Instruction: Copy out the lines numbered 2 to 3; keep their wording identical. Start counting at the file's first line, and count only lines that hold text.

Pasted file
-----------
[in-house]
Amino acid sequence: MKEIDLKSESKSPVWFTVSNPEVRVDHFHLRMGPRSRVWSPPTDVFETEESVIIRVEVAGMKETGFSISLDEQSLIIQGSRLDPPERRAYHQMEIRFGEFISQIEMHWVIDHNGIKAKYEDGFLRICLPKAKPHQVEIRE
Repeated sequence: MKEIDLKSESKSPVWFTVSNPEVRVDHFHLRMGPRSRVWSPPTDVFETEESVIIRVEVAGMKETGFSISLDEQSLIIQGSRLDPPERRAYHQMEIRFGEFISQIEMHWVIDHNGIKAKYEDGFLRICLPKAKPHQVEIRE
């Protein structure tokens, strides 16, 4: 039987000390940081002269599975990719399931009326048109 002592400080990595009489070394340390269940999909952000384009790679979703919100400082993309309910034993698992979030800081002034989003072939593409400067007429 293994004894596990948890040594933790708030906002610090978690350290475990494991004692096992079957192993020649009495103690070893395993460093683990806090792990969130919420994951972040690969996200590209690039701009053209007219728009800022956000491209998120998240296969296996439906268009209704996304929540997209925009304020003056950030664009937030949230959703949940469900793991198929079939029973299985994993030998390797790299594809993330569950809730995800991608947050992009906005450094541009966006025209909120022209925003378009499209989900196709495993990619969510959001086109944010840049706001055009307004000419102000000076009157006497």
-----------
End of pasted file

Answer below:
Amino acid sequence: MKEIDLKSESKSPVWFTVSNPEVRVDHFHLRMGPRSRVWSPPTDVFETEESVIIRVEVAGMKETGFSISLDEQSLIIQGSRLDPPERRAYHQMEIRFGEFISQIEMHWVIDHNGIKAKYEDGFLRICLPKAKPHQVEIRE
Repeated sequence: MKEIDLKSESKSPVWFTVSNPEVRVDHFHLRMGPRSRVWSPPTDVFETEESVIIRVEVAGMKETGFSISLDEQSLIIQGSRLDPPERRAYHQMEIRFGEFISQIEMHWVIDHNGIKAKYEDGFLRICLPKAKPHQVEIRE